Brokerage accounts – This is our early retirement fund and where most of our net worth is. The brokerage account was up 1.4%, which slightly trailed the market. Due to the size of our portfolio vs the amount we invest each month, the market will have a much stronger effect on our net worth than any new money we invest (or money we pull out of the account).

Private equity – 2 separate equity investments in startups. Since there’s no way to value these investments I will continue to keep them valued at my initial investment amount. Hopefully I’ll one day be pleasantly surprised to see that the companies are worth something.

Rental properties – On the last day of each quarter I adjust the value of the properties based on Zillow’s estimate. Looking at the adjustments it appears that most of the properties were about flat for the quarter, but just about all of the increase came from 2 of our properties. Who knows how accurate these estimates are, but I’ll continue updating them just to keep the accounting consistent.

Primary residence – Just like the rental properties, I adjust the value of our house at the end of each quarter. And like the 529 accounts, I struggle with whether or not I should include our house’s value here, as it doesn’t provide us any income and our hope (dream?) is to live in this house for the rest of our lives. It doesn’t really matter what the value is because we hope to never sell it. However, since we’d have to rent a place to live if we didn’t own our house, I’ve decided to include the house in our net worth calculation.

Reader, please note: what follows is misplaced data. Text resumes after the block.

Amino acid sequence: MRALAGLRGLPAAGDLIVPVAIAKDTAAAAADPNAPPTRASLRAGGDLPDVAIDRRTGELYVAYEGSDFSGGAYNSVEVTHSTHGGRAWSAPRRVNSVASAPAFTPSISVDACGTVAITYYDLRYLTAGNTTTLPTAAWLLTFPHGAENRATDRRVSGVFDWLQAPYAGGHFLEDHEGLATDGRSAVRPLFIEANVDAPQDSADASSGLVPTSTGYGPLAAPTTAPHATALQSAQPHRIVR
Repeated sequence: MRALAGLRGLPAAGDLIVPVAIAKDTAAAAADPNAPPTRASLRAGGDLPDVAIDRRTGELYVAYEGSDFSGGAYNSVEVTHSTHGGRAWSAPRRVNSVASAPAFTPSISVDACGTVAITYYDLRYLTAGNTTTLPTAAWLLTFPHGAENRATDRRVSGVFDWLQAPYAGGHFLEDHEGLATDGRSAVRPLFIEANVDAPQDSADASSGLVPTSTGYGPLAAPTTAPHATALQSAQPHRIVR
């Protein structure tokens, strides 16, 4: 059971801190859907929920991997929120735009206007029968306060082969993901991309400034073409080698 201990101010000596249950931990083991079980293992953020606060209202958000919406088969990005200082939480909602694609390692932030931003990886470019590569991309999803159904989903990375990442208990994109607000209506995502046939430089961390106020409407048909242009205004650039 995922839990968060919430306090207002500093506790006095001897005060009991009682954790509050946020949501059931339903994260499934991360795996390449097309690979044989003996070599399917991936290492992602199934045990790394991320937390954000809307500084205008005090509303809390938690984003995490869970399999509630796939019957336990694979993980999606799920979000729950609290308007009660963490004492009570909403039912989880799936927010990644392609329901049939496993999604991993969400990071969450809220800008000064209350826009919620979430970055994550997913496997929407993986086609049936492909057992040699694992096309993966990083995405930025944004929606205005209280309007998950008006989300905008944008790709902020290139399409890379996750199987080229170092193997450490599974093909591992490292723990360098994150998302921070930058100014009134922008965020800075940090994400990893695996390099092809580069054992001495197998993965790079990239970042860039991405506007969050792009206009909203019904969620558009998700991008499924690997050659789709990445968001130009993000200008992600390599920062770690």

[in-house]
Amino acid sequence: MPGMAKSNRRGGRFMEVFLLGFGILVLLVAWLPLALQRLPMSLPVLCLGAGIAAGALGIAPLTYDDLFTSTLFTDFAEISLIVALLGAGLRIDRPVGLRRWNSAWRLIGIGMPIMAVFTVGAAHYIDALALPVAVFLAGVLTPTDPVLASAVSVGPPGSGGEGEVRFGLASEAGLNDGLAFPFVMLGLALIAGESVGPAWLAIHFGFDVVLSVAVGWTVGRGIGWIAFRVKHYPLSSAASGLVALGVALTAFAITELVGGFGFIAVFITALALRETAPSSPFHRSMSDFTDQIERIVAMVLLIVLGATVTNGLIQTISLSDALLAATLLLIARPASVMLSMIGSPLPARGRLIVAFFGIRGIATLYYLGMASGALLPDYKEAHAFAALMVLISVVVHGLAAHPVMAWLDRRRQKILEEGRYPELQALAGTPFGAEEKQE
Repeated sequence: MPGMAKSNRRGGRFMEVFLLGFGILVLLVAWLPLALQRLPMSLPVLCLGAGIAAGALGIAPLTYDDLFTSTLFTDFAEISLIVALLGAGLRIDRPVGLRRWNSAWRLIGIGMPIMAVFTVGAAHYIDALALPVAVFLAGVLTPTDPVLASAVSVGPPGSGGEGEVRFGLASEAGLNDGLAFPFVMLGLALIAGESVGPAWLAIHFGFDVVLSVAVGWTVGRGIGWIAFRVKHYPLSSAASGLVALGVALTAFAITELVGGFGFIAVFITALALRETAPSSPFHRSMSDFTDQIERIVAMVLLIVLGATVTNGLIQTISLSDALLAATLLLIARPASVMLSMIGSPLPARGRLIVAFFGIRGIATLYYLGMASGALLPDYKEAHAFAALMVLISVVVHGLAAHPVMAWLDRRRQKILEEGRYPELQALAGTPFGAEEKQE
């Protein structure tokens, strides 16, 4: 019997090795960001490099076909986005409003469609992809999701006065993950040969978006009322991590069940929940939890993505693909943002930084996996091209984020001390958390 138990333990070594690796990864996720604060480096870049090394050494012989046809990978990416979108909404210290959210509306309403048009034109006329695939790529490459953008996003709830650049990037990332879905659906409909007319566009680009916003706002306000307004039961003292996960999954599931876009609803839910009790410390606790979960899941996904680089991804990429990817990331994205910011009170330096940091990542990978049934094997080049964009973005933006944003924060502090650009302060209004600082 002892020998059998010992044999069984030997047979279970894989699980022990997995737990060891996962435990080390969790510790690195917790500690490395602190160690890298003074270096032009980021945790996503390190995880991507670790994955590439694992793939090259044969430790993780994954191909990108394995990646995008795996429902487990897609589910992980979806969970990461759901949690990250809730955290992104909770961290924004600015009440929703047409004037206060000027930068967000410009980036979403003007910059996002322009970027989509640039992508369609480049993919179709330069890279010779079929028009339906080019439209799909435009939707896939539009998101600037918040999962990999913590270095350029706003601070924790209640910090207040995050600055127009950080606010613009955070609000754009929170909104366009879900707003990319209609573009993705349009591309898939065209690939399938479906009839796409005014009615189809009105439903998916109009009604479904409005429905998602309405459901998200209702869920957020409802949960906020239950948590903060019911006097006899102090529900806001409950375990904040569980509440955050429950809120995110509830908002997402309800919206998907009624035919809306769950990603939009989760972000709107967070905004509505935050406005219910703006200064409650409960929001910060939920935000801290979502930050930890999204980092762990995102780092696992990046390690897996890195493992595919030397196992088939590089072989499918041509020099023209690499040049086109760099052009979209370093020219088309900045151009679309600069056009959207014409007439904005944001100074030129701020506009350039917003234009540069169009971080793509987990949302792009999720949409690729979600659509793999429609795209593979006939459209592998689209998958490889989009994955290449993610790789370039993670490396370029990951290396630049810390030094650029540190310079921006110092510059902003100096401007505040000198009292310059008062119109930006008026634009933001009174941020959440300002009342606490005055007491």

Total assets – Total assets were up $60,491.99 for the month, which is obviously a fantastic performance. Most of the increase was due to increased estimates of the value of some rental properties and our primary residence. Obviously I would be delighted to put up these numbers on a monthly basis, but that’s clearly not possible. However, it’s nice to see that we had a balanced performance from our stock and real estate holdings.


Credit cards – the credit card balances are up a bit due to some work related travel (for which I will be reimbursed) and Christmas spending.

Rental mortgages We paid off $1,088.49 on the mortgages. In the past I’ve considered paying these down faster than the standard 30-year loan schedule, but I’ve always felt I could do better investing that money elsewhere. All of these loans are at 4-4.5% interest.